AUTHOR

Carol Ann Rinzler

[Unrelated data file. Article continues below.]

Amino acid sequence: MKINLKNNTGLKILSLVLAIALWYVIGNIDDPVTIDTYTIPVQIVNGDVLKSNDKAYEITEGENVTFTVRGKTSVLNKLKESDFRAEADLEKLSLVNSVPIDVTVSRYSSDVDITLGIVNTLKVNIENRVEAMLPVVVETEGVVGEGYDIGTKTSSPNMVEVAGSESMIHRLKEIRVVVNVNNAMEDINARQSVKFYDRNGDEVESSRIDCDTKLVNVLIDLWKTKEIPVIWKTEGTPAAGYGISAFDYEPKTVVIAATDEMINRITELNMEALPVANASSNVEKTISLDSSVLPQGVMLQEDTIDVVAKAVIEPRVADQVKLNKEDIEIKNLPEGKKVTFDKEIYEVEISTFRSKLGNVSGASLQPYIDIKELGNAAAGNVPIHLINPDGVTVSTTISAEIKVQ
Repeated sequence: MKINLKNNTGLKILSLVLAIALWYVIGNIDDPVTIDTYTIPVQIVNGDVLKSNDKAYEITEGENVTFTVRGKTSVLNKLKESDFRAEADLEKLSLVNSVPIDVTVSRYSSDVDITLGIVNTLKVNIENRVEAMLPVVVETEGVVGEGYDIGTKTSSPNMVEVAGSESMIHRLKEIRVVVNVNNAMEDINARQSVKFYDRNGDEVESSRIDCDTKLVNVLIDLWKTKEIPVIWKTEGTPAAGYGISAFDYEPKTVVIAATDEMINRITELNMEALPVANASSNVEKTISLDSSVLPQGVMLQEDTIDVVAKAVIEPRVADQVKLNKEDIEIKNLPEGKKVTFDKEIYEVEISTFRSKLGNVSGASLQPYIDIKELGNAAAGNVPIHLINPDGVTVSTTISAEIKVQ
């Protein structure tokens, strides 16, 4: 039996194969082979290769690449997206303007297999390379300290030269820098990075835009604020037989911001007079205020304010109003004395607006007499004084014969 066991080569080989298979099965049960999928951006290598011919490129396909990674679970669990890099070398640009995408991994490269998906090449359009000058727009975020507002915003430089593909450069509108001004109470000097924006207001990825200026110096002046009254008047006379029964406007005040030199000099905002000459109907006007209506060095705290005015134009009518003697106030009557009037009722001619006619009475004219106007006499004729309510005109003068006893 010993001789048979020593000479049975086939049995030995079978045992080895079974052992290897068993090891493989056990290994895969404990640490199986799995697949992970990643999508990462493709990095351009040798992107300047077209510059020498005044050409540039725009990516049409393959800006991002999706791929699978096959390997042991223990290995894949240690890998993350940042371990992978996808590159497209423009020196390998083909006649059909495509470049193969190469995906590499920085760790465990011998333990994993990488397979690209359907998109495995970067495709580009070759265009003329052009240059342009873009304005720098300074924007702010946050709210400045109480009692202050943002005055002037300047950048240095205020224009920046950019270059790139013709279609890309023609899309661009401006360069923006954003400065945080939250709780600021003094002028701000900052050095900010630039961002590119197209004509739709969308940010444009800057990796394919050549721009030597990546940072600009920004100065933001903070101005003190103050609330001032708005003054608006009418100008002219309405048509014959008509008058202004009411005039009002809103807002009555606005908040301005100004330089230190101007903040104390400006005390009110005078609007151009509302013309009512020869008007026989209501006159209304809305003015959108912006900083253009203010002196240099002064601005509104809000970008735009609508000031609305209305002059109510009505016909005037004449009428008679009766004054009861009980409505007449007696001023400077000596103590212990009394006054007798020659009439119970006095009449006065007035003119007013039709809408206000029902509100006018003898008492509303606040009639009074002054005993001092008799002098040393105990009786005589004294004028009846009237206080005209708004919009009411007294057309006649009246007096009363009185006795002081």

Praise for Carol Ann Rinzler’s Leonardos Foot, A Selection of the Scientific American, History, BOMC2, Quality Paperback & Military Book Clubs ----------------------------------------------------------------------------------------- "Our reviewer declared that this book represents some of the best writing about science for the non scientist that he has encountered in recent years. The focus, of course, is the foot and the author provides an impressive array of facts, figures and stories about it, along with a great deal of history, etymology and cultural perspective." --American Association for the Advancement of Science "Except for putting on socks and shoes or trimming toenails, people pay little attention to their feet. After all, feet are the furthest anatomical thing from the mind—literally. Health writer Rinzler lifts the lowly human foot to new heights in this appealing book. Soliciting assistance from the fields of art, evolutionary science, history, etymology, literature, and biomechanics, Rinzler shows how the human foot is much more than a conglomeration of tissues or a potential homesite for corns and calluses. Its unique design (the adducted position of the big toe, plantigrade sole, and firm arches) allows humans to stand up on two legs and remain upright—not an easy task. Bipedal locomotion (whether walking or running) is even more difficult and amazing. In our evolutionary development, a reliable set of feet and upright posture likely preceded the emergence of our vaunted big brains. Certain conditions including clubfoot, gout, and flatfeet receive plenty of attention in the book. Foot fetish, the Chinese custom of binding feet, and the use of human feet as biblical symbols get discussed, too. Leonardo da Vinci wrote, 'The human foot is a masterpiece of engineering and a work of art.' He got that right." --Tony Miksanek --Booklist (starred review) "Rinzler clearly enjoyed researching her subject and can't stop herself from going on interesting digressions, often bringing up one or two mostly unrelated topics within the course of a paragraph. She's at her best when discussing medical history and etymology." -- Library Journal "Stylish, informative, entertaining, and pleasantly personal . . . Whether Rinzler is exploring how our feet explain or illuminate such topics as evolution, disability, racism, diet, or desire, she maintains a fascinating perspective on the peculiarities of being human." --Rain Taxi Review of Books "This neat little book draws a clear picture of our feet, providing understanding that extends far beyond the obvious. Readers often like to walk away from a book feeling they learned something--that the author left them with a new way to look at an old idea, and this book fulfills that need." City Book Review/San Francisco & Sacramento (five stars) "An in-depth look at the anatomy and history of feet reveals their often overlooked importance in human evolution, medicine and art." --Science News =================================== Carol Ann Rinzler is the author of more than twenty books on health and medicine, including Nutrition For Dummies, an international bestseller translated into fourteen languages that led to a stint as nutrition columnist for the New York Daily News. Rinzler's award-winning Estrogen and Breast Cancer: A warning for women (1993, 1995) was among the first to document the link between hormone therapy and an increased risk of breast tumors. Her four books in the Dummies series (Nutrition plus Controlling Cholesterol,Weight Loss, and Heartburn and Reflux) make complex medical facts and figures accessible to the general reader. As for her own reading, she says that "as a writer who specializes in medical subjects, my absolutely favorite books are my almost-complete sets of the Merck Manual and the Merck Index. This wonderful collection is an extraordinary record of the history of illness and orthodox treatment in the United States that makes it possible to track the evolving diagnosis, description and treatment of a disease or condition over more than a century. For example, in one chapter of my new book, Leonardo's Foot, I was able to use the Manuals to show the changes in how people regarded and treated flatfoot, a seemingly non-controversial deformity once used to identify those believed to be Devil's disciples. I am still searching for the second edition of the Manual, published in 1901. Alas, each new volume in the series was so widely available that doctors simply tossed out the old one when the latest one appeared."

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